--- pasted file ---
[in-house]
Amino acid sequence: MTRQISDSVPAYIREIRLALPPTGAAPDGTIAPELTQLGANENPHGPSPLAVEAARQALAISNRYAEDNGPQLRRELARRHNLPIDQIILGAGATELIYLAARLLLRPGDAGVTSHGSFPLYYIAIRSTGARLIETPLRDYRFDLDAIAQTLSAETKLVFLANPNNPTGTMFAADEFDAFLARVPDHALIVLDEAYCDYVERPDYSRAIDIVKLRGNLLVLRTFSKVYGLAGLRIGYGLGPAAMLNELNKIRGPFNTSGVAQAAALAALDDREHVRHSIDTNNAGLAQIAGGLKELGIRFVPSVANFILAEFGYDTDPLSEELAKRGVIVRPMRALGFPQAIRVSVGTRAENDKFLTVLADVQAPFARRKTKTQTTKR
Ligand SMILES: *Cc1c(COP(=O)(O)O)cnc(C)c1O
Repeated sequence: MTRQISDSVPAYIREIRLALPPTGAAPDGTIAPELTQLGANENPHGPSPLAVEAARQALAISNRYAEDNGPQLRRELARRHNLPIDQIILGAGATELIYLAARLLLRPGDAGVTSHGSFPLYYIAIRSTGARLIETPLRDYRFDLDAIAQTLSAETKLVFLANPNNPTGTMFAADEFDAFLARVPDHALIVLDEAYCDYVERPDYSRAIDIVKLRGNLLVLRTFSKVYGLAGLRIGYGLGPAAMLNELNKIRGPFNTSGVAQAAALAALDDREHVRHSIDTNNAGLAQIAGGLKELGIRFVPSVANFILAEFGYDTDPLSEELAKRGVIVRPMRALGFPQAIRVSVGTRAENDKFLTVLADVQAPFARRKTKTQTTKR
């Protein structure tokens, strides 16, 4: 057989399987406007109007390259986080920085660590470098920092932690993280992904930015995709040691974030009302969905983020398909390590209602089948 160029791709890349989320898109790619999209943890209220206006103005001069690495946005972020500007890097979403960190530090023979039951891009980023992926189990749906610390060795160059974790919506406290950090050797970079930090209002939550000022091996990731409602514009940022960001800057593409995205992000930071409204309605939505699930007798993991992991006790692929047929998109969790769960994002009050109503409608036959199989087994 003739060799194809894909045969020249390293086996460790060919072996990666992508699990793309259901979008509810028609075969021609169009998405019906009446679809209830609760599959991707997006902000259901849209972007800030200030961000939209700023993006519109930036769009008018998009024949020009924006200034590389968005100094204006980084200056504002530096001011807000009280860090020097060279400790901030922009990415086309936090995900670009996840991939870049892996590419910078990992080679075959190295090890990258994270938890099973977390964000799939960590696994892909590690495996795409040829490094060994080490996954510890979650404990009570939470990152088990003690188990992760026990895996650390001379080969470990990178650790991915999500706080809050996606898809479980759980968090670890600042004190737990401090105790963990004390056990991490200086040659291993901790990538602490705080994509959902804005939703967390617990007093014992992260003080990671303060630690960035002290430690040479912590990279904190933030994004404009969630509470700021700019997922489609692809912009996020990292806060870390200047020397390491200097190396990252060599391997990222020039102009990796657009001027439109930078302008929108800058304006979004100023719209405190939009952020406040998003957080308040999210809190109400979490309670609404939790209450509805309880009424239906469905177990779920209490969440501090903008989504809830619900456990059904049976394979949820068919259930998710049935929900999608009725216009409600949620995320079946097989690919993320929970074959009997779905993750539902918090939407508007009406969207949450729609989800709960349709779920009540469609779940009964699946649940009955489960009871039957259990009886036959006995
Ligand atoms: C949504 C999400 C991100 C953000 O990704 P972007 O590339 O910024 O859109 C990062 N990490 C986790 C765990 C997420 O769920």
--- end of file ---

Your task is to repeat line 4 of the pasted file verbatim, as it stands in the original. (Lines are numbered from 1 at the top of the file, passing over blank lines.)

Repeated sequence: MTRQISDSVPAYIREIRLALPPTGAAPDGTIAPELTQLGANENPHGPSPLAVEAARQALAISNRYAEDNGPQLRRELARRHNLPIDQIILGAGATELIYLAARLLLRPGDAGVTSHGSFPLYYIAIRSTGARLIETPLRDYRFDLDAIAQTLSAETKLVFLANPNNPTGTMFAADEFDAFLARVPDHALIVLDEAYCDYVERPDYSRAIDIVKLRGNLLVLRTFSKVYGLAGLRIGYGLGPAAMLNELNKIRGPFNTSGVAQAAALAALDDREHVRHSIDTNNAGLAQIAGGLKELGIRFVPSVANFILAEFGYDTDPLSEELAKRGVIVRPMRALGFPQAIRVSVGTRAENDKFLTVLADVQAPFARRKTKTQTTKR